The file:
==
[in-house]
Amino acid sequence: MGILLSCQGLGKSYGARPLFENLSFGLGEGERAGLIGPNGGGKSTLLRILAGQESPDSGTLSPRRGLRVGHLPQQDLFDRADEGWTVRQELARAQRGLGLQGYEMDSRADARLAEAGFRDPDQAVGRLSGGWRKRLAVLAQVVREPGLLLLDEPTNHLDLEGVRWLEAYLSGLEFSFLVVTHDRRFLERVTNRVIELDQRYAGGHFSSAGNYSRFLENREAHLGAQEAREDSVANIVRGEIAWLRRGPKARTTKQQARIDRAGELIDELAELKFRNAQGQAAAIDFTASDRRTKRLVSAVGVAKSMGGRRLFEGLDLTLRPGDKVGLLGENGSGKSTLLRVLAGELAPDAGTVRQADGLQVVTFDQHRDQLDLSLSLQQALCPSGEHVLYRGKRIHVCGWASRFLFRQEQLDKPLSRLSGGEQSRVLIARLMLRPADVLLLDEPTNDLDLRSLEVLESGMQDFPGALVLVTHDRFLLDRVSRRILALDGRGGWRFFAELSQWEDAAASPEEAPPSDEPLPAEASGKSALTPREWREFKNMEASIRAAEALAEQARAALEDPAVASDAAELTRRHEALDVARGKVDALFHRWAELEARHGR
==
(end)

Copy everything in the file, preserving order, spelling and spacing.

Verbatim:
[in-house]
Amino acid sequence: MGILLSCQGLGKSYGARPLFENLSFGLGEGERAGLIGPNGGGKSTLLRILAGQESPDSGTLSPRRGLRVGHLPQQDLFDRADEGWTVRQELARAQRGLGLQGYEMDSRADARLAEAGFRDPDQAVGRLSGGWRKRLAVLAQVVREPGLLLLDEPTNHLDLEGVRWLEAYLSGLEFSFLVVTHDRRFLERVTNRVIELDQRYAGGHFSSAGNYSRFLENREAHLGAQEAREDSVANIVRGEIAWLRRGPKARTTKQQARIDRAGELIDELAELKFRNAQGQAAAIDFTASDRRTKRLVSAVGVAKSMGGRRLFEGLDLTLRPGDKVGLLGENGSGKSTLLRVLAGELAPDAGTVRQADGLQVVTFDQHRDQLDLSLSLQQALCPSGEHVLYRGKRIHVCGWASRFLFRQEQLDKPLSRLSGGEQSRVLIARLMLRPADVLLLDEPTNDLDLRSLEVLESGMQDFPGALVLVTHDRFLLDRVSRRILALDGRGGWRFFAELSQWEDAAASPEEAPPSDEPLPAEASGKSALTPREWREFKNMEASIRAAEALAEQARAALEDPAVASDAAELTRRHEALDVARGKVDALFHRWAELEARHGR